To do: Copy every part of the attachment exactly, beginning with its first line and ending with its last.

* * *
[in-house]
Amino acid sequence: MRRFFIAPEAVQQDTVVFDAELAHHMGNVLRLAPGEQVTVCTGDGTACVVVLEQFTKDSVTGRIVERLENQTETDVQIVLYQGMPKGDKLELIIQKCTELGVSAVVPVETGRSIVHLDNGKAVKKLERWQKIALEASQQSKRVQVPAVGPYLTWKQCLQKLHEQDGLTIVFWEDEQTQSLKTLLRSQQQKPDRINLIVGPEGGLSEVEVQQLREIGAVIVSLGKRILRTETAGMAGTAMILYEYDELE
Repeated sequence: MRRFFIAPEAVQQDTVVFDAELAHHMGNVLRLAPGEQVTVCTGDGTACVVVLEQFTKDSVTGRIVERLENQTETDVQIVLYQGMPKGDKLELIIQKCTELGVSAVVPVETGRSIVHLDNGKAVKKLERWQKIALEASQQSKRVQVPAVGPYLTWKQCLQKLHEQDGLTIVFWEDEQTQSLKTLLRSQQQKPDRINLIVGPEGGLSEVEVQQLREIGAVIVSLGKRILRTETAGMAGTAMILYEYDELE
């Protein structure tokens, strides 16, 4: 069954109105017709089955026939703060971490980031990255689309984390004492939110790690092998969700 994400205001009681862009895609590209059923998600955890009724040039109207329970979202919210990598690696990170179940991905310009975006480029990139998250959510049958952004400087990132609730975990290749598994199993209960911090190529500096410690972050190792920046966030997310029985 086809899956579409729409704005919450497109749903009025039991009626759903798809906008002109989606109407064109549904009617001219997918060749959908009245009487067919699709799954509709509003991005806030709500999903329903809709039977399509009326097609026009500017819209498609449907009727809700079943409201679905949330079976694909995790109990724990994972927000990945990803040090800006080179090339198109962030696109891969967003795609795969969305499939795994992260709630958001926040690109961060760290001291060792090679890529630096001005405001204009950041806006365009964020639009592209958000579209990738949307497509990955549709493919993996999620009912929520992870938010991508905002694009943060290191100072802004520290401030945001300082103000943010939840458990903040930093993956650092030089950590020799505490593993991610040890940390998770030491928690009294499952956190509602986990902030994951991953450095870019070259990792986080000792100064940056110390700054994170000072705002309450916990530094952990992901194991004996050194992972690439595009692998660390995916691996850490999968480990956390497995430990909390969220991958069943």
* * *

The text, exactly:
[in-house]
Amino acid sequence: MRRFFIAPEAVQQDTVVFDAELAHHMGNVLRLAPGEQVTVCTGDGTACVVVLEQFTKDSVTGRIVERLENQTETDVQIVLYQGMPKGDKLELIIQKCTELGVSAVVPVETGRSIVHLDNGKAVKKLERWQKIALEASQQSKRVQVPAVGPYLTWKQCLQKLHEQDGLTIVFWEDEQTQSLKTLLRSQQQKPDRINLIVGPEGGLSEVEVQQLREIGAVIVSLGKRILRTETAGMAGTAMILYEYDELE
Repeated sequence: MRRFFIAPEAVQQDTVVFDAELAHHMGNVLRLAPGEQVTVCTGDGTACVVVLEQFTKDSVTGRIVERLENQTETDVQIVLYQGMPKGDKLELIIQKCTELGVSAVVPVETGRSIVHLDNGKAVKKLERWQKIALEASQQSKRVQVPAVGPYLTWKQCLQKLHEQDGLTIVFWEDEQTQSLKTLLRSQQQKPDRINLIVGPEGGLSEVEVQQLREIGAVIVSLGKRILRTETAGMAGTAMILYEYDELE
């Protein structure tokens, strides 16, 4: 069954109105017709089955026939703060971490980031990255689309984390004492939110790690092998969700 994400205001009681862009895609590209059923998600955890009724040039109207329970979202919210990598690696990170179940991905310009975006480029990139998250959510049958952004400087990132609730975990290749598994199993209960911090190529500096410690972050190792920046966030997310029985 086809899956579409729409704005919450497109749903009025039991009626759903798809906008002109989606109407064109549904009617001219997918060749959908009245009487067919699709799954509709509003991005806030709500999903329903809709039977399509009326097609026009500017819209498609449907009727809700079943409201679905949330079976694909995790109990724990994972927000990945990803040090800006080179090339198109962030696109891969967003795609795969969305499939795994992260709630958001926040690109961060760290001291060792090679890529630096001005405001204009950041806006365009964020639009592209958000579209990738949307497509990955549709493919993996999620009912929520992870938010991508905002694009943060290191100072802004520290401030945001300082103000943010939840458990903040930093993956650092030089950590020799505490593993991610040890940390998770030491928690009294499952956190509602986990902030994951991953450095870019070259990792986080000792100064940056110390700054994170000072705002309450916990530094952990992901194991004996050194992972690439595009692998660390995916691996850490999968480990956390497995430990909390969220991958069943």